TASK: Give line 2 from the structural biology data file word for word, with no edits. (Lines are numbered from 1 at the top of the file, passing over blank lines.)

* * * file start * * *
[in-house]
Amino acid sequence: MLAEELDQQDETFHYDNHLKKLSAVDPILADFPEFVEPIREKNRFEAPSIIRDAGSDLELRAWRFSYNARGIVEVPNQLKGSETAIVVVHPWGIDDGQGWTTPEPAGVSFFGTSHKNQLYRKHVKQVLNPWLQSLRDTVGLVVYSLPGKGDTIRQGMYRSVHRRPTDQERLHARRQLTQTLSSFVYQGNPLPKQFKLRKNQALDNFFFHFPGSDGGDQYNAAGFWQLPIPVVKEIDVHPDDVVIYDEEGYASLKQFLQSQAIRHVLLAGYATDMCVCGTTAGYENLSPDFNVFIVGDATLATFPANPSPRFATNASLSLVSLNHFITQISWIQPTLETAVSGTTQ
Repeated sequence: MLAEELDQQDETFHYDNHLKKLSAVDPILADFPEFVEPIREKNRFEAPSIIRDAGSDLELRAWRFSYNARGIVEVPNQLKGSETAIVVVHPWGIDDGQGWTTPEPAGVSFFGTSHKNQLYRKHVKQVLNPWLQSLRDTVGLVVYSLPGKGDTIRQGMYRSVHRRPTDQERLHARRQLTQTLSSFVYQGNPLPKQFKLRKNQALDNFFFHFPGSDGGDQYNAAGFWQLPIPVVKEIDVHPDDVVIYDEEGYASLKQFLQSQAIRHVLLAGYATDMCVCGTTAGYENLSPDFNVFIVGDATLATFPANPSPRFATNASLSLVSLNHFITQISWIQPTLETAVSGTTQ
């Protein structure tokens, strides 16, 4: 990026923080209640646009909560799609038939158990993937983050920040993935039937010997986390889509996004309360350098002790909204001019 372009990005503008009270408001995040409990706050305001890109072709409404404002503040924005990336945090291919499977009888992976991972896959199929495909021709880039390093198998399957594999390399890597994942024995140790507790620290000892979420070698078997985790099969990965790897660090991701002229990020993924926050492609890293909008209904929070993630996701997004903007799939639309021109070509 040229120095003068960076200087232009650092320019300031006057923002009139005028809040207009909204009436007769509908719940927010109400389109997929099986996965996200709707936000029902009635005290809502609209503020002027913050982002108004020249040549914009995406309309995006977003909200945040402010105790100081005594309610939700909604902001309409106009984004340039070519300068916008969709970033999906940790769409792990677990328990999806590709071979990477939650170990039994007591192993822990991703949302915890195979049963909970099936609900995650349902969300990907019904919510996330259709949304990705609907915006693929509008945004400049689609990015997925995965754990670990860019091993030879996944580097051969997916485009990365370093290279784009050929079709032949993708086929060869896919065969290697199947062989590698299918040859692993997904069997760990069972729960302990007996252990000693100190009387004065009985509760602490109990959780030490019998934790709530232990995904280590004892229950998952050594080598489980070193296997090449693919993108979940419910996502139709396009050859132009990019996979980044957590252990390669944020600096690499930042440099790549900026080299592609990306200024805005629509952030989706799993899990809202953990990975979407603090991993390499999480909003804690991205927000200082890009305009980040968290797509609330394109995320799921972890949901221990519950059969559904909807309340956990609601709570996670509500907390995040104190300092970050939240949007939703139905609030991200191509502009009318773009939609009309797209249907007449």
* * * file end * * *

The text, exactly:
Amino acid sequence: MLAEELDQQDETFHYDNHLKKLSAVDPILADFPEFVEPIREKNRFEAPSIIRDAGSDLELRAWRFSYNARGIVEVPNQLKGSETAIVVVHPWGIDDGQGWTTPEPAGVSFFGTSHKNQLYRKHVKQVLNPWLQSLRDTVGLVVYSLPGKGDTIRQGMYRSVHRRPTDQERLHARRQLTQTLSSFVYQGNPLPKQFKLRKNQALDNFFFHFPGSDGGDQYNAAGFWQLPIPVVKEIDVHPDDVVIYDEEGYASLKQFLQSQAIRHVLLAGYATDMCVCGTTAGYENLSPDFNVFIVGDATLATFPANPSPRFATNASLSLVSLNHFITQISWIQPTLETAVSGTTQ